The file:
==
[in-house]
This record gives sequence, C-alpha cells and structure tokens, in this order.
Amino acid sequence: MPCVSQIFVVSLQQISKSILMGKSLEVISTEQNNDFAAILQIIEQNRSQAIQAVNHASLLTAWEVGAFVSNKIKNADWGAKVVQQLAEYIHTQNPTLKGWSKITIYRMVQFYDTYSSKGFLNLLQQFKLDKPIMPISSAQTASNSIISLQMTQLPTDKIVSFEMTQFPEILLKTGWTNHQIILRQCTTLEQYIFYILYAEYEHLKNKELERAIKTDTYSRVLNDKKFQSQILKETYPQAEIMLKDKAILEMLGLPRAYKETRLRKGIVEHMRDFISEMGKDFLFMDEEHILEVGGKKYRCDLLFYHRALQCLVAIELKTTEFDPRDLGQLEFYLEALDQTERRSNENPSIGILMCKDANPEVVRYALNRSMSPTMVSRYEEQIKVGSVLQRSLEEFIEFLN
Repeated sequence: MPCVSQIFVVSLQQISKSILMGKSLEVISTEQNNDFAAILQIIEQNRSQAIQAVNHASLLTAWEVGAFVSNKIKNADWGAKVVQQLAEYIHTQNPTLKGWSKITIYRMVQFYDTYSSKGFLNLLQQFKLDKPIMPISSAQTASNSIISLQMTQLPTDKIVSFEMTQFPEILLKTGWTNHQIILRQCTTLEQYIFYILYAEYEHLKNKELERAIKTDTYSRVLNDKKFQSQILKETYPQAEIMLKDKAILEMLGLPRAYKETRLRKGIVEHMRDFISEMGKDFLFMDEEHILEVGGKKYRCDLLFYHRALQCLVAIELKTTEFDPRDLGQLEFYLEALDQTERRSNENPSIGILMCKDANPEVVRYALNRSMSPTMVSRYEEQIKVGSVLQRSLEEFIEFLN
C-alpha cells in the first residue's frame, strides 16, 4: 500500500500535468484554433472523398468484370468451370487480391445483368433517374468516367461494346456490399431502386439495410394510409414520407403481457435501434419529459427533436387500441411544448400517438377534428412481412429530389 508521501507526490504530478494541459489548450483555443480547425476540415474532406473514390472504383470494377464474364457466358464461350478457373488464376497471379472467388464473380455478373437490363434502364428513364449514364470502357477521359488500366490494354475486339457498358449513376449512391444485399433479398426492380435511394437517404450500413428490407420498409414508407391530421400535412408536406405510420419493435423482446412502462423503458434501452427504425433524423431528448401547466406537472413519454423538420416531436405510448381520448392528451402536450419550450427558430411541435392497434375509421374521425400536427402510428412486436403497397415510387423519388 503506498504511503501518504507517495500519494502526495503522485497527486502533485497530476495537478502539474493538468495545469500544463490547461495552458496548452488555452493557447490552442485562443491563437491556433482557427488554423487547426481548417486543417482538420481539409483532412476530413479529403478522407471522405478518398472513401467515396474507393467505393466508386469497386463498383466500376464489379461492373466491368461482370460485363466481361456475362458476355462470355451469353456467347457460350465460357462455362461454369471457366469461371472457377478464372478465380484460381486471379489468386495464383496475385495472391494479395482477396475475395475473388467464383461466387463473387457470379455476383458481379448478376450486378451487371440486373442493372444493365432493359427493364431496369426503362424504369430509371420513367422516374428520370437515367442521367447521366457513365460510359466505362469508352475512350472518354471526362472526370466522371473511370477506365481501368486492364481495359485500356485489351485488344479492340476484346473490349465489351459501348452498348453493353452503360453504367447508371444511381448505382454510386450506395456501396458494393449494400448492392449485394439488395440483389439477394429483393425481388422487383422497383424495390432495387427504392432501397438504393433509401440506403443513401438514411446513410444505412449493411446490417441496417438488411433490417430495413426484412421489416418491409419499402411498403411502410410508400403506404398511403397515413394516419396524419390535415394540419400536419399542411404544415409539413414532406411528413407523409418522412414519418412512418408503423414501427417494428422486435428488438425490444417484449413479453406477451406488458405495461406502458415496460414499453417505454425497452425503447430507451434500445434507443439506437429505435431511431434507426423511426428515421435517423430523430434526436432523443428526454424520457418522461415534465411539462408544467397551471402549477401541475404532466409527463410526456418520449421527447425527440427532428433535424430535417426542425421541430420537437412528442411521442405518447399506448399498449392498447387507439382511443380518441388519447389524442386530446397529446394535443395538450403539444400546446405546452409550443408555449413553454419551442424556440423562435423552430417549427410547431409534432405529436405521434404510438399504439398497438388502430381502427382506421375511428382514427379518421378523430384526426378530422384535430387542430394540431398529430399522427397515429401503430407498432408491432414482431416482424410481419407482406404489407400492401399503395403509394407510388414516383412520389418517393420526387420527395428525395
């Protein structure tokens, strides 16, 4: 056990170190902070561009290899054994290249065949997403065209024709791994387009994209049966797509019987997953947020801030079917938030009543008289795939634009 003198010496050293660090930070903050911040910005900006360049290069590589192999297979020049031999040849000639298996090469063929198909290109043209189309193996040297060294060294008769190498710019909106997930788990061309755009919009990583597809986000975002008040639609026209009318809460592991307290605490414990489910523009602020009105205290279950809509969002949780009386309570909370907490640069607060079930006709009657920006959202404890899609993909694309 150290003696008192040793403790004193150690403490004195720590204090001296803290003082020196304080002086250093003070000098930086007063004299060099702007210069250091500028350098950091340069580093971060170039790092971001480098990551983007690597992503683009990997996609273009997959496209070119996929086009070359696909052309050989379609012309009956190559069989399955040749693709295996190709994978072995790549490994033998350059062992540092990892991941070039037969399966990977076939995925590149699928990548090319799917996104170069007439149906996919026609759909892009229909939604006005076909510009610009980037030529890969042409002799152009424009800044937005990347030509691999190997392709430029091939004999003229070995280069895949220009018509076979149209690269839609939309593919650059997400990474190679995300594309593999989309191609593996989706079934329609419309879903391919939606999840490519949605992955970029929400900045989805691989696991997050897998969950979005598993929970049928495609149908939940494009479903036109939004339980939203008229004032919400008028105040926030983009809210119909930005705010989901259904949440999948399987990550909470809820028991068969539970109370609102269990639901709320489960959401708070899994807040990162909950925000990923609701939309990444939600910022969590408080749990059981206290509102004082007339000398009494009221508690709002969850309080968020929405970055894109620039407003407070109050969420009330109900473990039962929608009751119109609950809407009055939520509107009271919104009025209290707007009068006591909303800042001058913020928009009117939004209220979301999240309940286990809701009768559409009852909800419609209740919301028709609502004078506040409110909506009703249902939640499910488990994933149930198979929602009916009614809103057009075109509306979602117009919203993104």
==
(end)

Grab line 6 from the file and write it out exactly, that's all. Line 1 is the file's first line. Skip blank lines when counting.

């Protein structure tokens, strides 16, 4: 056990170190902070561009290899054994290249065949997403065209024709791994387009994209049966797509019987997953947020801030079917938030009543008289795939634009 003198010496050293660090930070903050911040910005900006360049290069590589192999297979020049031999040849000639298996090469063929198909290109043209189309193996040297060294060294008769190498710019909106997930788990061309755009919009990583597809986000975002008040639609026209009318809460592991307290605490414990489910523009602020009105205290279950809509969002949780009386309570909370907490640069607060079930006709009657920006959202404890899609993909694309 150290003696008192040793403790004193150690403490004195720590204090001296803290003082020196304080002086250093003070000098930086007063004299060099702007210069250091500028350098950091340069580093971060170039790092971001480098990551983007690597992503683009990997996609273009997959496209070119996929086009070359696909052309050989379609012309009956190559069989399955040749693709295996190709994978072995790549490994033998350059062992540092990892991941070039037969399966990977076939995925590149699928990548090319799917996104170069007439149906996919026609759909892009229909939604006005076909510009610009980037030529890969042409002799152009424009800044937005990347030509691999190997392709430029091939004999003229070995280069895949220009018509076979149209690269839609939309593919650059997400990474190679995300594309593999989309191609593996989706079934329609419309879903391919939606999840490519949605992955970029929400900045989805691989696991997050897998969950979005598993929970049928495609149908939940494009479903036109939004339980939203008229004032919400008028105040926030983009809210119909930005705010989901259904949440999948399987990550909470809820028991068969539970109370609102269990639901709320489960959401708070899994807040990162909950925000990923609701939309990444939600910022969590408080749990059981206290509102004082007339000398009494009221508690709002969850309080968020929405970055894109620039407003407070109050969420009330109900473990039962929608009751119109609950809407009055939520509107009271919104009025209290707007009068006591909303800042001058913020928009009117939004209220979301999240309940286990809701009768559409009852909800419609209740919301028709609502004078506040409110909506009703249902939640499910488990994933149930198979929602009916009614809103057009075109509306979602117009919203993104």